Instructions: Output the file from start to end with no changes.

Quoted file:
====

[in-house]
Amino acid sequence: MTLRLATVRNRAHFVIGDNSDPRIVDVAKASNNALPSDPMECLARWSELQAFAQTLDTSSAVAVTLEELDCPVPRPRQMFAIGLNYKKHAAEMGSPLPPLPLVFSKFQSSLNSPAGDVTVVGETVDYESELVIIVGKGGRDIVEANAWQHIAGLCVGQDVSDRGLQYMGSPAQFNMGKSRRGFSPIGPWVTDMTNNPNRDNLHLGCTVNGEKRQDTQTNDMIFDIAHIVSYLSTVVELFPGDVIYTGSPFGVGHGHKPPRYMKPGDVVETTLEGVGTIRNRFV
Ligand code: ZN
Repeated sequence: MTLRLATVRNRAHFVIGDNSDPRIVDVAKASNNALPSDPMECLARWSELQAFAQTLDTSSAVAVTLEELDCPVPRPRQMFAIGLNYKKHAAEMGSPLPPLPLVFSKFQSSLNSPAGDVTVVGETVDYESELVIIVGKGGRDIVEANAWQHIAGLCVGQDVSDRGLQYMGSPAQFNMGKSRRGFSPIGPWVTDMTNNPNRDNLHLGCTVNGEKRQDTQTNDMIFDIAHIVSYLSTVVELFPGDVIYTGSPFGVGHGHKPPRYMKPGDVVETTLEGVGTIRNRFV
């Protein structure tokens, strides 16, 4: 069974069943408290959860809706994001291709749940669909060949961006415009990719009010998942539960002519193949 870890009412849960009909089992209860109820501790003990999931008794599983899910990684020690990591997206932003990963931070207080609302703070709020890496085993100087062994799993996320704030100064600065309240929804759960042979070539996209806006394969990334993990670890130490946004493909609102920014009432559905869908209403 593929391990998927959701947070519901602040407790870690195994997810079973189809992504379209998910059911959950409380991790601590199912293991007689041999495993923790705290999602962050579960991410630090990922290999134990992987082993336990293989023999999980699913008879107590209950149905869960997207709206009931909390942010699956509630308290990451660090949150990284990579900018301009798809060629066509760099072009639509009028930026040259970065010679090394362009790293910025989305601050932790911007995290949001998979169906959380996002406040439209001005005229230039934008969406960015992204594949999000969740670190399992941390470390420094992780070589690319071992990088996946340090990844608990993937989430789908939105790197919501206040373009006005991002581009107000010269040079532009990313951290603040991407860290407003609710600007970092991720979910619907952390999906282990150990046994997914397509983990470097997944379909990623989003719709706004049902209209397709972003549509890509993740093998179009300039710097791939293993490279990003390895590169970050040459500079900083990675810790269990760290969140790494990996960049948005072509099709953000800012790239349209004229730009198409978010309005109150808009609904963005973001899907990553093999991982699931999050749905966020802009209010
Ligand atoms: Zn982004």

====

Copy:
[in-house]
Amino acid sequence: MTLRLATVRNRAHFVIGDNSDPRIVDVAKASNNALPSDPMECLARWSELQAFAQTLDTSSAVAVTLEELDCPVPRPRQMFAIGLNYKKHAAEMGSPLPPLPLVFSKFQSSLNSPAGDVTVVGETVDYESELVIIVGKGGRDIVEANAWQHIAGLCVGQDVSDRGLQYMGSPAQFNMGKSRRGFSPIGPWVTDMTNNPNRDNLHLGCTVNGEKRQDTQTNDMIFDIAHIVSYLSTVVELFPGDVIYTGSPFGVGHGHKPPRYMKPGDVVETTLEGVGTIRNRFV
Ligand code: ZN
Repeated sequence: MTLRLATVRNRAHFVIGDNSDPRIVDVAKASNNALPSDPMECLARWSELQAFAQTLDTSSAVAVTLEELDCPVPRPRQMFAIGLNYKKHAAEMGSPLPPLPLVFSKFQSSLNSPAGDVTVVGETVDYESELVIIVGKGGRDIVEANAWQHIAGLCVGQDVSDRGLQYMGSPAQFNMGKSRRGFSPIGPWVTDMTNNPNRDNLHLGCTVNGEKRQDTQTNDMIFDIAHIVSYLSTVVELFPGDVIYTGSPFGVGHGHKPPRYMKPGDVVETTLEGVGTIRNRFV
């Protein structure tokens, strides 16, 4: 069974069943408290959860809706994001291709749940669909060949961006415009990719009010998942539960002519193949 870890009412849960009909089992209860109820501790003990999931008794599983899910990684020690990591997206932003990963931070207080609302703070709020890496085993100087062994799993996320704030100064600065309240929804759960042979070539996209806006394969990334993990670890130490946004493909609102920014009432559905869908209403 593929391990998927959701947070519901602040407790870690195994997810079973189809992504379209998910059911959950409380991790601590199912293991007689041999495993923790705290999602962050579960991410630090990922290999134990992987082993336990293989023999999980699913008879107590209950149905869960997207709206009931909390942010699956509630308290990451660090949150990284990579900018301009798809060629066509760099072009639509009028930026040259970065010679090394362009790293910025989305601050932790911007995290949001998979169906959380996002406040439209001005005229230039934008969406960015992204594949999000969740670190399992941390470390420094992780070589690319071992990088996946340090990844608990993937989430789908939105790197919501206040373009006005991002581009107000010269040079532009990313951290603040991407860290407003609710600007970092991720979910619907952390999906282990150990046994997914397509983990470097997944379909990623989003719709706004049902209209397709972003549509890509993740093998179009300039710097791939293993490279990003390895590169970050040459500079900083990675810790269990760290969140790494990996960049948005072509099709953000800012790239349209004229730009198409978010309005109150808009609904963005973001899907990553093999991982699931999050749905966020802009209010
Ligand atoms: Zn982004």